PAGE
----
August 6, 2021

Made in Bangladesh: As Bangladesh Becomes Export Powerhouse, Labor Strife Erupts

Dozens of people were bloodied and hospitalized. The officers were cracking down on protests at two garment factories inside this industrial area in western Bangladesh. But they were also protecting two ingredients of a manufacturing formula that has quietly made Bangladesh a leading apparel exporter to the United States and Europe: cheap labor and foreign investment.

Both were at stake on that March morning. Workers earning as little as $50 a month, less than the cost of one of the knit sweaters they stitched for European stores, were furious over a cut in wages. Their anger was directed at the Hong Kong and Chinese bosses of the two factories, turning a labor dispute into something potentially much larger.

“If any foreigner got injured or killed, it would damage the country’s image around the globe,” said a police supervisor, Akbar Hossein, who participated in the crackdown. “We all know the importance of these factories and this industry for Bangladesh.”

Bangladesh, once poor and irrelevant to the global economy, is now an export powerhouse, second only to China in global apparel exports, as factories churn out clothing for brands like Tommy Hilfiger, Gap, Calvin Klein and HM. Global retailers like Target and Walmart now operate sourcing offices in Dhaka, the capital. Garments are critical to Bangladesh’s economy, accounting for 80 percent of manufacturing exports and more than three million jobs.

But with “Made in Bangladesh” labels now commonplace in American stores, Bangladesh’s manufacturing formula depends on its having the lowest labor costs in the world, with the minimum wage for garment workers set at roughly $37 a month. During the past two years, as workers have seen their meager earnings eroded by double-digit inflation, protests and violent clashes with the police have become increasingly common.

In response, Bangladeshi leaders have deployed the security tools of the state to keep factories humming. A high-level government committee monitors the garment sector and includes ranking officers from the military, the police and intelligence agencies. A new special police force patrols many industrial areas. Domestic intelligence agencies keep an eye on some labor organizers. One organizer who had been closely watched, Aminul Islam, was found tortured and killed in April in a case that is unsolved.

“The garment industry is No. 1 for exports and dollars for the country,” said Alonzo Suson, who runs the Solidarity Center in Dhaka, an A.F.L.-C.I.O.-affiliated labor rights group. “Any slowdown of that development is a national security issue.”

For the Obama administration, which has cultivated Bangladesh as a regional ally in southern Asia, labor unrest has become a matter of growing concern. In a May visit to Dhaka, Secretary of State Hillary Rodham Clinton raised labor issues and the Islam murder case. In June, Ambassador Dan W. Mozena warned Bangladeshi garment factory owners that any perception of a rollback on labor rights could scare off multinational brands and damage the garment industry. “These developments could coalesce into a perfect storm that could threaten the Bangladesh brand in America,” he said.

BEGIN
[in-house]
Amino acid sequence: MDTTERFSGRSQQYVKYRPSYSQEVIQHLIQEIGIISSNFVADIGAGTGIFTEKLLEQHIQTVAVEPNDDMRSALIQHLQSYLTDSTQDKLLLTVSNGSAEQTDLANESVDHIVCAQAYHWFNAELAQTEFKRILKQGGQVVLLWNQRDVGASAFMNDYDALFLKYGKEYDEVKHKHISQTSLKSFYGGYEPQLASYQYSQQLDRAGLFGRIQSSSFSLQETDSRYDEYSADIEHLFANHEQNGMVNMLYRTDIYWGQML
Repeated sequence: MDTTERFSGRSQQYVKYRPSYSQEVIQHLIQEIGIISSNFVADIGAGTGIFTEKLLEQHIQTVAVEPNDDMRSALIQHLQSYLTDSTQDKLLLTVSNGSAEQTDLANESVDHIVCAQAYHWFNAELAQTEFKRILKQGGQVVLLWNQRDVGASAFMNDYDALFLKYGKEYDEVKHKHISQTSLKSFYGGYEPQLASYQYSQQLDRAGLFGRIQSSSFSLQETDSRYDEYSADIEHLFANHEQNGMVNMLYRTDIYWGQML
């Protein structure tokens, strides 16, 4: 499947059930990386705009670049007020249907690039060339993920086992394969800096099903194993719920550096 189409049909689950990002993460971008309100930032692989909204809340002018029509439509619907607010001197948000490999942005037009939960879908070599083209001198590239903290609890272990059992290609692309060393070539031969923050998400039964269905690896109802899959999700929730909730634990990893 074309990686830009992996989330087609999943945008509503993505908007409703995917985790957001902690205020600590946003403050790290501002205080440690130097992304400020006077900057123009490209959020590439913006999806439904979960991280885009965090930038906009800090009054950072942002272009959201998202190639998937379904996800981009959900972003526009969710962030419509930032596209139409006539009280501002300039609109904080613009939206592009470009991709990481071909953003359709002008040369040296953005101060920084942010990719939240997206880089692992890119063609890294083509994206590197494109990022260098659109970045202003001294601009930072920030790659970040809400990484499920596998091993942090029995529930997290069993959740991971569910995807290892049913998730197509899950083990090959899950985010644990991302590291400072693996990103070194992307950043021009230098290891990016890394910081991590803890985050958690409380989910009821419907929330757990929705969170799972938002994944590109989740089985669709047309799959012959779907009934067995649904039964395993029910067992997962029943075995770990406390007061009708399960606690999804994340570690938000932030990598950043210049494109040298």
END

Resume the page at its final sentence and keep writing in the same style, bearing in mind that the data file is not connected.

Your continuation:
For global brands, which are forever chasing the cheapest labor costs from country to country, Bangladesh has been a hot spot, especially as wages have risen in China. McKinsey, the consulting giant, has called Bangladesh the “next China” and predicted that Bangladeshi garment exports, now about $18 billion a year, could triple by 2020.

But in late July, representatives from 12 major brands and retailers, alarmed by the rising labor unrest, prodded the Bangladeshi government to address wage demands, a suggestion rejected by the labor minister. “No reason to be worried,” Khandker Mosharraf Hossain, the minister, told reporters, noting that brands were not canceling orders.

Bangladesh was born in bloodshed during a 1971 war of independence from Pakistan and has since gyrated between military rule and fragile democracy. It has about 150 million people and is one of the most densely populated countries in the world. Derided by Henry A. Kissinger as the world’s “basket case,” Bangladesh has since made considerable progress on fronts like women’s literacy, juvenile and maternal mortality, per capita income, and life expectancy.

Article source:

Japan Prosecutors Raid Olympus and Former Executive’s Home

TOKYO (AP) — Japanese prosecutors raided the headquarters of Olympus Corp. and the home of its former president Wednesday as part of an investigation into the cover-up of massive losses at the camera and medical equipment maker.

A trail of dark-suited officials was shown on national television marching solemnly into the company’s downtown Tokyo office building.

Olympus said it would fully cooperate with the investigation by prosecutors, police and financial authorities.

“We apologize deeply again for the great troubles and worries we have caused our shareholders, investors, customers and others,” it said in a statement.

Tokyo prosecutors said the home of former President Tsuyoshi Kikukawa, who is suspected of helping to orchestrate the cover-up, was also raided, as were the offices of three companies used in the scheme.

The deception at Olympus dates back to the 1990s and involved an elaborate scheme to hide 117.7 billion yen ($1.5 billion) in investment losses. It only came to light in October when then President Michael Woodford blew the whistle on what he thought was strange and excessive spending.

Woodford, a Briton, had been a rare foreigner to head a major Japanese company.

The scandal has raised serious questions about corporate governance in Japan, and whether major companies are complying adequately with global standards.

Woodford was fired after he confronted the company’s board of directors with his doubts. In recent weeks, he has been trying to stage a comeback to the top, by appealing to shareholders, employees and others that his return will work to clean up Olympus.

Woodford had questioned exorbitant fees for advice on the acquisition of British medical equipment maker Gyrus Group and other expensive acquisitions in 2008.